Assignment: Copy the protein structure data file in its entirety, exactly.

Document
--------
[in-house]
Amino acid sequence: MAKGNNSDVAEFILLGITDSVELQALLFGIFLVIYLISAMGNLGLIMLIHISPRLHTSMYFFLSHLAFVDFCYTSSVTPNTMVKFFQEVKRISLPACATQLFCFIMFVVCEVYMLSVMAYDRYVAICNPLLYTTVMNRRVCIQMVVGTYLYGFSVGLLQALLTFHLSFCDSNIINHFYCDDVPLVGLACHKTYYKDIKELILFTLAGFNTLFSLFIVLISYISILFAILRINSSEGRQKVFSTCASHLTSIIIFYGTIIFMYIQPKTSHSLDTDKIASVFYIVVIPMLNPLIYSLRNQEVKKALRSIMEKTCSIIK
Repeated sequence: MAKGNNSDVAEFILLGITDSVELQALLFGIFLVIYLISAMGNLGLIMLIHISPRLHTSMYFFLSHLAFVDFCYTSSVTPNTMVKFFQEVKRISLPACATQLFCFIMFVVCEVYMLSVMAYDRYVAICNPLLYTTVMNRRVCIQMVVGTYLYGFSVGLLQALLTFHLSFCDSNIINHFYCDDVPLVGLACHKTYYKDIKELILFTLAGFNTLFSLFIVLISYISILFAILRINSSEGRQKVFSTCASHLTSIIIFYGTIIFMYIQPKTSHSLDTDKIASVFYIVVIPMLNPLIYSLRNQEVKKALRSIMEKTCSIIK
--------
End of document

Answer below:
[in-house]
Amino acid sequence: MAKGNNSDVAEFILLGITDSVELQALLFGIFLVIYLISAMGNLGLIMLIHISPRLHTSMYFFLSHLAFVDFCYTSSVTPNTMVKFFQEVKRISLPACATQLFCFIMFVVCEVYMLSVMAYDRYVAICNPLLYTTVMNRRVCIQMVVGTYLYGFSVGLLQALLTFHLSFCDSNIINHFYCDDVPLVGLACHKTYYKDIKELILFTLAGFNTLFSLFIVLISYISILFAILRINSSEGRQKVFSTCASHLTSIIIFYGTIIFMYIQPKTSHSLDTDKIASVFYIVVIPMLNPLIYSLRNQEVKKALRSIMEKTCSIIK
Repeated sequence: MAKGNNSDVAEFILLGITDSVELQALLFGIFLVIYLISAMGNLGLIMLIHISPRLHTSMYFFLSHLAFVDFCYTSSVTPNTMVKFFQEVKRISLPACATQLFCFIMFVVCEVYMLSVMAYDRYVAICNPLLYTTVMNRRVCIQMVVGTYLYGFSVGLLQALLTFHLSFCDSNIINHFYCDDVPLVGLACHKTYYKDIKELILFTLAGFNTLFSLFIVLISYISILFAILRINSSEGRQKVFSTCASHLTSIIIFYGTIIFMYIQPKTSHSLDTDKIASVFYIVVIPMLNPLIYSLRNQEVKKALRSIMEKTCSIIK